Use Natural Scents

The holiday season is full of wonderful odors, especially if you love to bake. Take advantage of natural scents when you’d like your home to smell more like the holidays.

A simple way to start is to throw some herbs in simmering water. The heat releases their scent all around the house. Just pick your favorites.

You can also time your baking for when you want a particular smell, at least some of the time. Who doesn’t like to smell cookies or an apple pie baking? If you don’t need the oven for other things, think about making something delicious to give your home a scent no candle can beat.

Reuse Gift Wrap & Bags

My supply of used gift bags is ridiculous. I can find a bag for just about any gift I’m likely to give. I’m pretty sure some have made it to my home more than once, as I’m not the only one in the family to reuse gift bags.

Reusing gift wrap is trickier, as it doesn’t always survive in a smooth form. Take a look at what remains, and consider crafts that can be done with it. At the very least, kids love anything they can cut up into interesting shapes and tiny pieces.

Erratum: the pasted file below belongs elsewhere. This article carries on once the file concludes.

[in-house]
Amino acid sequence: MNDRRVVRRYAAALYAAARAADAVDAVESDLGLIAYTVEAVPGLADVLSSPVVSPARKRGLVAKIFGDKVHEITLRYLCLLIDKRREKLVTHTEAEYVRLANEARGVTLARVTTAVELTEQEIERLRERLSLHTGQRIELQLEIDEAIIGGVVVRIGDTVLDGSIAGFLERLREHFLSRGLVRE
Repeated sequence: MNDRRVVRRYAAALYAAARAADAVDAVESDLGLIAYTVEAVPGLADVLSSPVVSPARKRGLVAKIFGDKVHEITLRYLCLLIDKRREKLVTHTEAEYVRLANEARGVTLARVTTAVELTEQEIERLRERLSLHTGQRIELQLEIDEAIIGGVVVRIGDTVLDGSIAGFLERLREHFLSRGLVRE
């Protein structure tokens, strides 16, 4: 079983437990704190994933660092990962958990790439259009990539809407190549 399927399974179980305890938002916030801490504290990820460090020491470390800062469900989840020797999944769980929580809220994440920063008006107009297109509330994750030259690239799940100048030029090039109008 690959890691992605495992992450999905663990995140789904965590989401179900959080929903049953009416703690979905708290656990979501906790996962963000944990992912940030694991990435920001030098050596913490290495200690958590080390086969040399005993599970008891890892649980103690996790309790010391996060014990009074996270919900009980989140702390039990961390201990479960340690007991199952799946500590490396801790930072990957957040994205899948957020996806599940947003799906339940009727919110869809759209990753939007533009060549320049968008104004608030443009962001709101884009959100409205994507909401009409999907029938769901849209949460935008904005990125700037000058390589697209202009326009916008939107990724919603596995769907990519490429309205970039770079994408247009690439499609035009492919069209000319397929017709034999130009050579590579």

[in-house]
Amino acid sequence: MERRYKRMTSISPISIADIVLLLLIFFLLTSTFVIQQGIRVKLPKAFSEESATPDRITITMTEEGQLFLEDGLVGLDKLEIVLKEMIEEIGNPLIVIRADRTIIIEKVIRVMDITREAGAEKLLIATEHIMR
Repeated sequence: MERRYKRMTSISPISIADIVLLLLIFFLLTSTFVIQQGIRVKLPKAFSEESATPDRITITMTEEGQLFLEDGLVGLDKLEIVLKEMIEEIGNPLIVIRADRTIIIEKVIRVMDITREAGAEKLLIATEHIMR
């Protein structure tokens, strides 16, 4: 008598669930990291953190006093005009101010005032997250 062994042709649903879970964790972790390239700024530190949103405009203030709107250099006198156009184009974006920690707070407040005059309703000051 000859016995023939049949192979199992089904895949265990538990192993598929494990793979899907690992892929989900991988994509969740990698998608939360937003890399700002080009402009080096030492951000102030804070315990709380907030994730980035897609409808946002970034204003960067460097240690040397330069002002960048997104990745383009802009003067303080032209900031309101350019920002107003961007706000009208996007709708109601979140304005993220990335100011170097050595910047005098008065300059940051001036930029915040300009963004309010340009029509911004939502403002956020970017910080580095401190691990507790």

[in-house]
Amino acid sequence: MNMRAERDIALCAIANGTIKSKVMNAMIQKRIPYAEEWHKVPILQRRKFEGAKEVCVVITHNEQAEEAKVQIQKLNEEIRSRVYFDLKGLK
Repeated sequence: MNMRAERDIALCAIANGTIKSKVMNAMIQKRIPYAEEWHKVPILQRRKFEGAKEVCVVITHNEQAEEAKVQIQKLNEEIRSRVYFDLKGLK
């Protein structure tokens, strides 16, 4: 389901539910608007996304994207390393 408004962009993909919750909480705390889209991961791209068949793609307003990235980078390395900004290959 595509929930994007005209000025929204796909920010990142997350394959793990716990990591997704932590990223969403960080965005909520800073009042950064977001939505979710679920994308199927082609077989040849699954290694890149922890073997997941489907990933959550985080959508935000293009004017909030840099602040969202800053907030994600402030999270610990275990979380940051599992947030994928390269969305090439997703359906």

Rethink Gift Wrap

Of course, you don’t have to use traditional gift wrap or bags. The wrap itself could be a part of the present. I wrote about a variety of eco friendly gift wrap ideas a few years ago.

Trade Decorations

You’re tired of some of your old decorations. Someone else is tired of theirs. Can you arrange a trade with them? Be careful about moving around any sentimental items, but often there are other decorations that you’ll be content to part with, either forever or for a time.

Simplify Gift Giving

This works especially well with extended family, but kids can be willing to get in on it too. Cut back on the number of people you buy gifts for, whether by instituting a name drawing or by simply agreeing that you don’t need to exchange gifts anymore. Try setting a price limit too. This can really ease the stress around the holidays.

Make Recycling Easy

When you have family and friends over, make it easy for them to recycle as appropriate. Just think about the wine and beer bottles, beer and soda cans and so forth that get used. They’re easy to recycle, so make sure it happens.

Kids and Christmas – How Do You Keep the “Gimmes!” Away?

Christmas is a fun time to be a kid. You get to ask all kinds of people for things you want, and there’s a chance you might get them. It’s all pretty amazing. It also encourages kids to get really demanding about wanting more and more stuff. Is there any way to control this?

No way is perfect, of course, but you can cut things down some. Kids will be kids, and that means that even if you limit exposure to television commercials, there will be friends talking about the latest and greatest whatevers. Still, cutting down on media exposure is one of the best ways to limit how much stuff children ask for. Here are some more ideas.